To those struggling you are never alone. 

Compassion Fatigue. When the candle you are burning at both ends consumes you.

“The Lord giveth and the Lord taketh away.”  BUT in the case of our pets,  should it be “the Lord giveth and the vet taketh away?” How does the responsibility, the quest for providing a service, and the weight of the burden that this profession puts upon you keep you from becoming exhausted? And how does the emotional stress not accumulate to the point where that stress breaks you?

In the trade we coin it “compassion fatigue.”

It is the burden of the beast.

I read somewhere that something like one-third of US women are on some sort of tricyclic antidepressant. If the general public can’t make it through their normal day without some help how is our profession not supposed to end up not heavily self- medicated, depressed, or seeking a way out from under the mountain of emotional turmoil and  strain?

There is a common belief amongst vets that our profession has the highest suicide rate. We know what death from the end of hot pink syringe looks like. We talk about ‘quality of life,” “making hard decisions,” “letting go,” “saying goodbye,” and ending suffering” enough times to almost believe it ourselves.  And there is a knowing that if the cards are stacked against us, and the chips are really down we do what we practice, we take matters into our own hands, we end suffering.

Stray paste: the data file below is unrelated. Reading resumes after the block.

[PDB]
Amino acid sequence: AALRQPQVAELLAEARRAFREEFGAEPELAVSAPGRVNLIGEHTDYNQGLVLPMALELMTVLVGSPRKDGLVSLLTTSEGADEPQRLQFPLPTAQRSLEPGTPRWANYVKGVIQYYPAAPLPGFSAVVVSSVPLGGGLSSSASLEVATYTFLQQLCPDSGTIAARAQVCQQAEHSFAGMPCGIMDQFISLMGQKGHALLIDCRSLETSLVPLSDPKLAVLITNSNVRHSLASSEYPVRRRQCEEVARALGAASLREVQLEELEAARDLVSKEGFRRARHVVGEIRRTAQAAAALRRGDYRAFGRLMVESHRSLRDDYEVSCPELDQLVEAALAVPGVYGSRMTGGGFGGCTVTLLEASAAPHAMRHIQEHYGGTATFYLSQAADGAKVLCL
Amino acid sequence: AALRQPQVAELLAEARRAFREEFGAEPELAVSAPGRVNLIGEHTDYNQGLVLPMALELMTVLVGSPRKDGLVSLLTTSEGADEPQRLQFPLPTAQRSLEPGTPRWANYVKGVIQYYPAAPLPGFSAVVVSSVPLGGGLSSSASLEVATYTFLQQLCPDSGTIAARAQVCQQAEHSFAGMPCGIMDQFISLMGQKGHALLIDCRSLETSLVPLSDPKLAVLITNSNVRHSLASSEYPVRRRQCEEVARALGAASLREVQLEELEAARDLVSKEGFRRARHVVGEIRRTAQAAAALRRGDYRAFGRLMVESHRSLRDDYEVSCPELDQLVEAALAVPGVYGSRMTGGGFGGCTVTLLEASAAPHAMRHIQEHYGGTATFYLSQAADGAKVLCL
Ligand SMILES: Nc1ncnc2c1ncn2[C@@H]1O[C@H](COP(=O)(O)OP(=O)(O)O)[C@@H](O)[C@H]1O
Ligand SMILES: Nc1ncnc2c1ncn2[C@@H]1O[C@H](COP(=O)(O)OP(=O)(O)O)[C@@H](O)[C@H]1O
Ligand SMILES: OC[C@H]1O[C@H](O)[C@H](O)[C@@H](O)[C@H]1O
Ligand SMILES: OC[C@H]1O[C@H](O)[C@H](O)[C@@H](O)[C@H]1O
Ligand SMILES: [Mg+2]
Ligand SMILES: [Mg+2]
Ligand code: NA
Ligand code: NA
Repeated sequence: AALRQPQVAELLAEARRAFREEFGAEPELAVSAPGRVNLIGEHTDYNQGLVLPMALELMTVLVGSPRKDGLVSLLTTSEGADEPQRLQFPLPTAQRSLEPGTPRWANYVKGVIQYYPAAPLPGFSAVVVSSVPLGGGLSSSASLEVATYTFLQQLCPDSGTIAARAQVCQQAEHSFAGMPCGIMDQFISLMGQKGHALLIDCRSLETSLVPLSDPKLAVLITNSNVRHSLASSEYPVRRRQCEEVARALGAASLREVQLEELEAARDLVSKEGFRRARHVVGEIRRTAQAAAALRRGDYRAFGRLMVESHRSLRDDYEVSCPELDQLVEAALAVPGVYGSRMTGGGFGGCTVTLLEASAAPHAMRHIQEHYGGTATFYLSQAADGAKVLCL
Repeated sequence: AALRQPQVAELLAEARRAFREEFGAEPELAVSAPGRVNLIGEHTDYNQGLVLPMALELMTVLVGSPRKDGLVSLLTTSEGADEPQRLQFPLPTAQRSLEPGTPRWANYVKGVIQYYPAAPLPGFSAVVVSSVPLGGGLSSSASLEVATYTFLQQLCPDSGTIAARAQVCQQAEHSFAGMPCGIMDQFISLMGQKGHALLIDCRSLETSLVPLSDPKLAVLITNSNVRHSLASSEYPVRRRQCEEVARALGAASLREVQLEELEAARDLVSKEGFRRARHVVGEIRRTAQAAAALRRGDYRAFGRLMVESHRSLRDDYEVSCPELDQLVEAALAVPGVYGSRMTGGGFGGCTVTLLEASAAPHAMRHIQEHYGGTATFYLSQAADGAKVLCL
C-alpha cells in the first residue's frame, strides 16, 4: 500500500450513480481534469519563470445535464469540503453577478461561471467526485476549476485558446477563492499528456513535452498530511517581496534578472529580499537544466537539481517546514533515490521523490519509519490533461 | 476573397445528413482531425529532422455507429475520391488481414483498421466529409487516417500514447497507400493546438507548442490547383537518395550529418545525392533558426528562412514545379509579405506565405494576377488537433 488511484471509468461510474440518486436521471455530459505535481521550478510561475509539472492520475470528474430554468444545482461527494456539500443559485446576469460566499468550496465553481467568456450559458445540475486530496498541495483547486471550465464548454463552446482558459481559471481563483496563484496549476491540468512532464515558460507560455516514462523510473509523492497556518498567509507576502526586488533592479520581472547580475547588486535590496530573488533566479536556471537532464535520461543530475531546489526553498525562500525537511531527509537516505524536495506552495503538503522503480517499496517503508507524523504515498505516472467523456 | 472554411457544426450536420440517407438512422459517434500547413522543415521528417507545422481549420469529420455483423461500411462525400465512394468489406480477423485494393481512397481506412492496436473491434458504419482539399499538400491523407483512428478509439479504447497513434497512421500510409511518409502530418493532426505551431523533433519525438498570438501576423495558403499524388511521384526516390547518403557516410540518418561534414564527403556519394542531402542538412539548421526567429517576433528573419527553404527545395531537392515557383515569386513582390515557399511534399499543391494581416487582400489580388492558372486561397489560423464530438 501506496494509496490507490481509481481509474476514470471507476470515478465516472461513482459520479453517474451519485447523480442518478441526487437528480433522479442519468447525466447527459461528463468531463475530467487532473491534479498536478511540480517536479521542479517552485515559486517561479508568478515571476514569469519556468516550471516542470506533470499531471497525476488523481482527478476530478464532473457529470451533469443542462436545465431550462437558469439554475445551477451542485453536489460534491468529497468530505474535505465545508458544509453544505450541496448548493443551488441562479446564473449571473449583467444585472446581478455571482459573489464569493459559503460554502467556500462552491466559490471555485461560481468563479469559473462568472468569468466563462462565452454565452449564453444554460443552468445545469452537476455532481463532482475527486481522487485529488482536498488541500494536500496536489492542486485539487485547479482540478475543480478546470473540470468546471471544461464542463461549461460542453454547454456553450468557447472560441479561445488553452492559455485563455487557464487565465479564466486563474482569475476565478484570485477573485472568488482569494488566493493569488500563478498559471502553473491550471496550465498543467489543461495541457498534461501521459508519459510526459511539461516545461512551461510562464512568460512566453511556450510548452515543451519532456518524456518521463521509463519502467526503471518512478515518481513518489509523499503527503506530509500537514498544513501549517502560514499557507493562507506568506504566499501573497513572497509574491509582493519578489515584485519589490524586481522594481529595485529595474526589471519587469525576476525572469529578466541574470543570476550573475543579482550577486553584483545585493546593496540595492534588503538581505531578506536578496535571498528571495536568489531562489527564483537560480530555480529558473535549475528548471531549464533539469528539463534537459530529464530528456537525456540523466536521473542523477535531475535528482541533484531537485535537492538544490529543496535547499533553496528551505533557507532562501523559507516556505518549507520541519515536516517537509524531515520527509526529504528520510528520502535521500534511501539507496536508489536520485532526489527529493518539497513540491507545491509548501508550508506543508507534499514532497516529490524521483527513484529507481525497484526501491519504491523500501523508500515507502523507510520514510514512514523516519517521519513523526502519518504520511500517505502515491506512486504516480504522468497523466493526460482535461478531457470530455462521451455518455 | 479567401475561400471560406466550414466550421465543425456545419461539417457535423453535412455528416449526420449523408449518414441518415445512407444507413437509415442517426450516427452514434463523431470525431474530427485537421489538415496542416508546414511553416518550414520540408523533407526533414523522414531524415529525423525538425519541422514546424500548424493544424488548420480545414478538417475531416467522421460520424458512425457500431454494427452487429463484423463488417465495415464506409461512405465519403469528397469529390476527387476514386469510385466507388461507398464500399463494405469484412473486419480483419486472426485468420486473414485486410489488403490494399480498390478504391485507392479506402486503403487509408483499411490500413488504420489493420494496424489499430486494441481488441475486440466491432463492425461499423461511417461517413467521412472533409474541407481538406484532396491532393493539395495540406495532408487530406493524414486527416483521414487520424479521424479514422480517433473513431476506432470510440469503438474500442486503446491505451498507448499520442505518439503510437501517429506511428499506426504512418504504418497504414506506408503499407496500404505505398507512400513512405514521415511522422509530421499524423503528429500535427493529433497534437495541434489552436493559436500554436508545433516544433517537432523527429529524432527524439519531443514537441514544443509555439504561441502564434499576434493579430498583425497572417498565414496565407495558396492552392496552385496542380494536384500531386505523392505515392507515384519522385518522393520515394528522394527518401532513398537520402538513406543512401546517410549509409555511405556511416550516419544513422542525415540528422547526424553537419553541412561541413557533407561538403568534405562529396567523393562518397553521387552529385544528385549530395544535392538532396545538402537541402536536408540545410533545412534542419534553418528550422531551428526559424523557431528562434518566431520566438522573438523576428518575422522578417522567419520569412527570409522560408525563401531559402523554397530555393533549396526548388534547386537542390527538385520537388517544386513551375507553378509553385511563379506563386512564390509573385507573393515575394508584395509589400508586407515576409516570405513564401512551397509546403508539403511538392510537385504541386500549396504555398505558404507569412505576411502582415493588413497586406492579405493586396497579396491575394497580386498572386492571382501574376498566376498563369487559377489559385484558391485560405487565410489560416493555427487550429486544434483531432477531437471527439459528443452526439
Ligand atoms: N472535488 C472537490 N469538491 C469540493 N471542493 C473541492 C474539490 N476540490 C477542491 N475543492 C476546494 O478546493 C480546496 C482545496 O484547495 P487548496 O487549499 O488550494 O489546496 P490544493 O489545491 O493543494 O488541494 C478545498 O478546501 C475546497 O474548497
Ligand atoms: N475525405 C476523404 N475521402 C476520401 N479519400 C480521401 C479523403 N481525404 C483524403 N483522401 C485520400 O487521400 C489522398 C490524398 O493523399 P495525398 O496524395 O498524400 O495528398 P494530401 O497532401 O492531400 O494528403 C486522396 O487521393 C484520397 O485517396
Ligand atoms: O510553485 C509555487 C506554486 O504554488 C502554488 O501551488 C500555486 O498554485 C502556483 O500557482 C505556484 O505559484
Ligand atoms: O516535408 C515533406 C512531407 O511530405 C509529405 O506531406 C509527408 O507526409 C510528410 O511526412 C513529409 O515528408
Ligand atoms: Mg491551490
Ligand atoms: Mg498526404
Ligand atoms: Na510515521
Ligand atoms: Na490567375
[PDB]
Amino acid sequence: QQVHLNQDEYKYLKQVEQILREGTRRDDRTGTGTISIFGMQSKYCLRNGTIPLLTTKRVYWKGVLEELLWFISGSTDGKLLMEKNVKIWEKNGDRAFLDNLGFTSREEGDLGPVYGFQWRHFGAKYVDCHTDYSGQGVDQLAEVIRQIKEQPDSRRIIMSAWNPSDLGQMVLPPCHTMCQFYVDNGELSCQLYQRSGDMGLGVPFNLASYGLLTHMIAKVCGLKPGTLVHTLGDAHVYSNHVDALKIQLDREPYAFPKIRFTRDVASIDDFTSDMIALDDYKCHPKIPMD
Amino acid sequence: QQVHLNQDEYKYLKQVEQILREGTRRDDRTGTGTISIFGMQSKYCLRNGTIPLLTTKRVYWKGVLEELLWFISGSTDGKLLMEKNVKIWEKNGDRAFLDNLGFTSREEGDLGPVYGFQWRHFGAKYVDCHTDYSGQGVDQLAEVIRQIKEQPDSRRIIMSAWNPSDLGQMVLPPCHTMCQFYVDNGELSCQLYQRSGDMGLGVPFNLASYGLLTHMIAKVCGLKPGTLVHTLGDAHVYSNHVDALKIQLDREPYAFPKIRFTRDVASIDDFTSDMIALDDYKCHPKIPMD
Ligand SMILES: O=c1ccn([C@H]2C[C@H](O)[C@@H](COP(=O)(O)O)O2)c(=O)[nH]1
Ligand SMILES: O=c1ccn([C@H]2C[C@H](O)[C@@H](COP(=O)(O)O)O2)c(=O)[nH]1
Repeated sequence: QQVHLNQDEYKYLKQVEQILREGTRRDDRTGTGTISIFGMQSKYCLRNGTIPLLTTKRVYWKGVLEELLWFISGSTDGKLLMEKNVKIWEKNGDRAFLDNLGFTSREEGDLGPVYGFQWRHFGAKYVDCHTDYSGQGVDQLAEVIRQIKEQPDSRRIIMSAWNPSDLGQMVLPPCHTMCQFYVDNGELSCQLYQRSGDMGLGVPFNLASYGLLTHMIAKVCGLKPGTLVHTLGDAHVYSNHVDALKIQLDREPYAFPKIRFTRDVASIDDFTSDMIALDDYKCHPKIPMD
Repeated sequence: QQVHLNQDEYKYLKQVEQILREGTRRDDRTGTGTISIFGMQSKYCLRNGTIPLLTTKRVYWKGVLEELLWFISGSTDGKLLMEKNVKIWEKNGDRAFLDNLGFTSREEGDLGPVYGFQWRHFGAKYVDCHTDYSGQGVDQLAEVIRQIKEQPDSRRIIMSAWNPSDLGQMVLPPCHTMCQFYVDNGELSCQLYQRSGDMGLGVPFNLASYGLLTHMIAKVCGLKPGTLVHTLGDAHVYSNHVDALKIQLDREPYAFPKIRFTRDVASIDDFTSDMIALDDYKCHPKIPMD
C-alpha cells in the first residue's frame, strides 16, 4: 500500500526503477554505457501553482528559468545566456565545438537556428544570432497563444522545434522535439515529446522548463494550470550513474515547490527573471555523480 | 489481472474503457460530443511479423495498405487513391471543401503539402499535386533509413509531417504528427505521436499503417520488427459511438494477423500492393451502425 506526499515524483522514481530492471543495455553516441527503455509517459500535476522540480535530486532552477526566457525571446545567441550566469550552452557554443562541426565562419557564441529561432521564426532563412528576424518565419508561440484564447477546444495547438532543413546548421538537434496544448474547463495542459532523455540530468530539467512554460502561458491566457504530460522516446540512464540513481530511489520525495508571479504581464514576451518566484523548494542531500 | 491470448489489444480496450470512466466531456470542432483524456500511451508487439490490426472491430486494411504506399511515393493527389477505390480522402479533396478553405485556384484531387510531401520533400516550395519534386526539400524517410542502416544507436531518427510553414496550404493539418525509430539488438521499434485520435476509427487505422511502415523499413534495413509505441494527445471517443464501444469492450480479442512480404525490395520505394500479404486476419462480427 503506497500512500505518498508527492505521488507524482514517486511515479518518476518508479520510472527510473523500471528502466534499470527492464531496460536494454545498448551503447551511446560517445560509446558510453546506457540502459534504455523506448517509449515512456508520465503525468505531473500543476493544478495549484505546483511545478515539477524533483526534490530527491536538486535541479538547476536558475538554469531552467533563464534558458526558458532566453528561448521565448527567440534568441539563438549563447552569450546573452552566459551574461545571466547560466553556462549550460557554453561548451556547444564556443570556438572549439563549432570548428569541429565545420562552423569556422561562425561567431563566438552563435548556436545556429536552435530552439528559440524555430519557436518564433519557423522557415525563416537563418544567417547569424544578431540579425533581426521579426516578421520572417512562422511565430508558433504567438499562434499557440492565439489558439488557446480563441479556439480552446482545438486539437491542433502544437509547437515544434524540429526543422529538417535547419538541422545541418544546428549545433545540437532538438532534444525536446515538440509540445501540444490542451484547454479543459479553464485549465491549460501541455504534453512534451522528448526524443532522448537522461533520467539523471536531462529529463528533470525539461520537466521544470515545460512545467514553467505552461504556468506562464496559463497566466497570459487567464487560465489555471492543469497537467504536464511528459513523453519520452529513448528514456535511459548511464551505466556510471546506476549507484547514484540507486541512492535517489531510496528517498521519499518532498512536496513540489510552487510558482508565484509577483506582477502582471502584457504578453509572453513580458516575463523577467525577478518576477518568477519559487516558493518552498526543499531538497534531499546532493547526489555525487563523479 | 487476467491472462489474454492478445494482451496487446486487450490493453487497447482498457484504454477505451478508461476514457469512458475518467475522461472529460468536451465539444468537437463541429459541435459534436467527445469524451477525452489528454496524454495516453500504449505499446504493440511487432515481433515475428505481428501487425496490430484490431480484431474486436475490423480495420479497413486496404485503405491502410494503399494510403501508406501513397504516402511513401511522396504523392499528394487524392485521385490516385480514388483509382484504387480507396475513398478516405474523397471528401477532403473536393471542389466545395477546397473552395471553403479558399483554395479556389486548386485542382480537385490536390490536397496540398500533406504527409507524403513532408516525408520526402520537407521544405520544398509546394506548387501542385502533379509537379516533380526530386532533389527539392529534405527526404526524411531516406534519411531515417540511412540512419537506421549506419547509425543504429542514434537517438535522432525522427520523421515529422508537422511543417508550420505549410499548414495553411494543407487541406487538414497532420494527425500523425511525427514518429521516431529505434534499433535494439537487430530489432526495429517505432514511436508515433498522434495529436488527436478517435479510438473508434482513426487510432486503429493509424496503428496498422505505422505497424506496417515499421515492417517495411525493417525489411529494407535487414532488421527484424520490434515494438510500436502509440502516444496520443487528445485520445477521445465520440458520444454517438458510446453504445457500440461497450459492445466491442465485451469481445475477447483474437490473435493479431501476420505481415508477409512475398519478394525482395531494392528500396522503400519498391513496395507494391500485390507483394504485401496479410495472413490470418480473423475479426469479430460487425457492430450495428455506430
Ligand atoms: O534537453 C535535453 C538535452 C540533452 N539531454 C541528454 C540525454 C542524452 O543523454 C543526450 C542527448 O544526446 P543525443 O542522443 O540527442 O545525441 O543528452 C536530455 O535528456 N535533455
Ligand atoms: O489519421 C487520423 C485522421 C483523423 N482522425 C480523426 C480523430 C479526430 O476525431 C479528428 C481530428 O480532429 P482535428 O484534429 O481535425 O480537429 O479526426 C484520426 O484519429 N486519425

How do we get here? It’s a long road and many small steps, heart aches, and tears on the way  to Oz.

Being a veterinarian can be exhausting. You can get to the marrow tired. It can eat you from the inside out to the point of being all consuming. A gluttonous feast of your soul until there is nothing left to give and nowhere to seek salvation. A curse? Yes, it can be a curse. To care so much, to invest your whole heart, which is what many of our clients want for us as we care for their family members, and then there are the clients who ask you to remove a pet that they see as a burden. To juggle these emotions, these responses, and these ends of the emotional spectrum make it hard to navigate through each day.

We are all provided preservation mechanisms to protect our most precious inner self. Your choices are yours. Mask the difficulty of dealing with the stress with drugs, alcohol, and addiction, withdraw and leave the profession, start caring less, investing less of yourself, or burn out. Veterinarians are determined, driven, type A people. We as a species hate to give up, we loathe defeat, and we give until the bank is empty. Wear your heart on your sleeve long enough and someone will take it. But like every other thing in the universe with enough wear and tear on the system it will break down.

Four years at a school learning about the biggest, heaviest, and bulkiest transport vehicles in the world, steel ships, and I know that one big wave, one scrape on the bottom, or a swipe from an iceberg and that tin can will crumble, crack and sink. Nothing is impenetrable or unbreakable. Ask the Titanic or the Costa Concordia.

Did I learn about burn out, or compassion fatigue in vet school? No, you learn it in the field with those tiny sacrifices, those tiny blows, and those moments between the lines. You wake up one day and you realize that your life, your dream, and your reality are not one in the same. You dread work, you can't process the grief, the exhaustion, and the demands placed upon you.

Compassion fatigue is burnout when the candle that you are burning at both ends runs out of wax and wick. The profession can put unrealistic expectations on us. Our ability to maintain a level of empathy for every client, every incident and every patient is unrealistic. Our ability to wear every hat, mirror every clients expectations, and maintain a personal protective zone requires a strict code of rationing emotional handsels.